Whether the Group meets its fleet targets depends crucially on its technological and financial capabilities, which are reflected in, among other things, our drivetrain and fuel strategy.
In the EU, a new, more time-consuming test procedure – the Worldwide Harmonized Light-Duty Vehicles Test Procedure (WLTP) – for determining pollutant and CO2 emissions as well as fuel consumption in passenger cars and light commercial vehicles has applied to new vehicle types since September 2017 and will apply to all new vehicles from September 2018.
The Real Driving Emissions (RDE) regulation for passenger cars and light commercial vehicles is also one of the main European regulations. The fourth package of legislation is currently being elaborated. New, uniform limits for nitrogen oxide and particulate emissions in real road traffic have applied to new vehicle types across the EU since September 2017. This makes the RDE test procedure fundamentally different from the Euro 6 standard still in force, which stipulates that the limits on the chassis dynamometer are authoritative. The RDE regulation is intended primarily to improve air quality in urban areas and areas close to traffic. It leads to stricter requirements for exhaust gas aftertreatment in passenger cars and light commercial vehicles.
The other main EU regulations affecting the automotive industry include:
- EU Directive 2007/46/EC establishing a framework for the approval of motor vehicles
- EU Directive 2009/33/EC on the promotion of clean and energy-efficient road transport vehicles (Green Procurement Directive)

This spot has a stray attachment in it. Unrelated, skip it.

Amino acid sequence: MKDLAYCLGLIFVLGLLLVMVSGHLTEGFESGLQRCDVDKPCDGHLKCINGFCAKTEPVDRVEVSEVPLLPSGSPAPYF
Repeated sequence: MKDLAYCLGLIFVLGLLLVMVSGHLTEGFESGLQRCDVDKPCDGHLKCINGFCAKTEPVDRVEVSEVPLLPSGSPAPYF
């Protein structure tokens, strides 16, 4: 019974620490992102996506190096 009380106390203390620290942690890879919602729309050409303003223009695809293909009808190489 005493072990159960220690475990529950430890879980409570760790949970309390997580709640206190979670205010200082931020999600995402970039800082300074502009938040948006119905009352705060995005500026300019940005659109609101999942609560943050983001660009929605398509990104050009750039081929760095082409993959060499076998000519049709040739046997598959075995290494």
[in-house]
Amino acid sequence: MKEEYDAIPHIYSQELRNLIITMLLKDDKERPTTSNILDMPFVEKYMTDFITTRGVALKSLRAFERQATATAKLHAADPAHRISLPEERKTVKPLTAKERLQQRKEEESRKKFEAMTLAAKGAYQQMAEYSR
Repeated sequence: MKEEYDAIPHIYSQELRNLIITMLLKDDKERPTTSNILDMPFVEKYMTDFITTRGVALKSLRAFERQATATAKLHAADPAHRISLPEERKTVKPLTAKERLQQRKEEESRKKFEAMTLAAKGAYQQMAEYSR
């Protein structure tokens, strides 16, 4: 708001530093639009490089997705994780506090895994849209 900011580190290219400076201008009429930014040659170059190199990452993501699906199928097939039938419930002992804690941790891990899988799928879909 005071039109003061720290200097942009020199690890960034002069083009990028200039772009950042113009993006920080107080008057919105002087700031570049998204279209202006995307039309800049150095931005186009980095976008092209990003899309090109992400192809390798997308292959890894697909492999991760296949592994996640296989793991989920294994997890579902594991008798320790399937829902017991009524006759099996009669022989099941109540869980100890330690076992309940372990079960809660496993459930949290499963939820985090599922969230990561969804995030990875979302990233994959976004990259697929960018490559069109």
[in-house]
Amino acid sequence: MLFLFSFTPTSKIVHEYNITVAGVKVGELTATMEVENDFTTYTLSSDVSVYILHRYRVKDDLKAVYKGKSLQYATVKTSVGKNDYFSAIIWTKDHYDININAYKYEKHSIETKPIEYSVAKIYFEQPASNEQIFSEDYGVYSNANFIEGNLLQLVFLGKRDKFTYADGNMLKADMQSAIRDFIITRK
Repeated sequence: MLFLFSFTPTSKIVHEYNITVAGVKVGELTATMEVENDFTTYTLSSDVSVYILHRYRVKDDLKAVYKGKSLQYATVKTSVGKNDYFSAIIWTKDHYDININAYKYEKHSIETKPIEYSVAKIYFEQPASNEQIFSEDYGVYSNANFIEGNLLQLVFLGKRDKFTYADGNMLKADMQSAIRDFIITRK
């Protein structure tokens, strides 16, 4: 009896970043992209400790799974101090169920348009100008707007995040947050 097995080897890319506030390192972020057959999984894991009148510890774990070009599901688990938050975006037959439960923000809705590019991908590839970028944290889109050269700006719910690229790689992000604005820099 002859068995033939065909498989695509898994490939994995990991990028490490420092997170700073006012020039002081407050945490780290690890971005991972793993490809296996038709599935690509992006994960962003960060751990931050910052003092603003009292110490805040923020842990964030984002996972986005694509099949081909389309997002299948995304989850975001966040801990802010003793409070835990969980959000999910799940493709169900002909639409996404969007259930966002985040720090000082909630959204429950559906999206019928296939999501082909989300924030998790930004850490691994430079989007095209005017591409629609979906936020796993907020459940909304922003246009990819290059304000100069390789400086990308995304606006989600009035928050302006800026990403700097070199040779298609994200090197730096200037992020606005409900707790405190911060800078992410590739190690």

- EU Directive 2006/40/EC relating to emissions from air-conditioning systems in motor vehicles
- The Car Labeling Directive 1999/94/EC
- The Fuel Quality Directive (FQD) 2009/30/EC updating the fuel quality specifications and introducing energy efficiency specifications for fuel production
- The Renewable Energy Directive (RED) 2009/28/EC introducing sustainability criteria; the proposal for follow-up regulation (REDII) contains higher quotas for advanced biofuels and is currently being discussed in the competent EU bodies
- The revised Energy Taxation Directive 2003/96/EC updating the minimum tax rates for all energy products and power
The implementation of the above-mentioned directives by the EU member states serves to support the CO2 regulations in Europe. These are aimed not only at vehicle manufacturers, but also at other sectors such as the mineral oil industry. Vehicle taxes based on CO2 emissions are having a similar steering effect; many EU member states have already incorporated CO2 elements into their rules on vehicle taxation.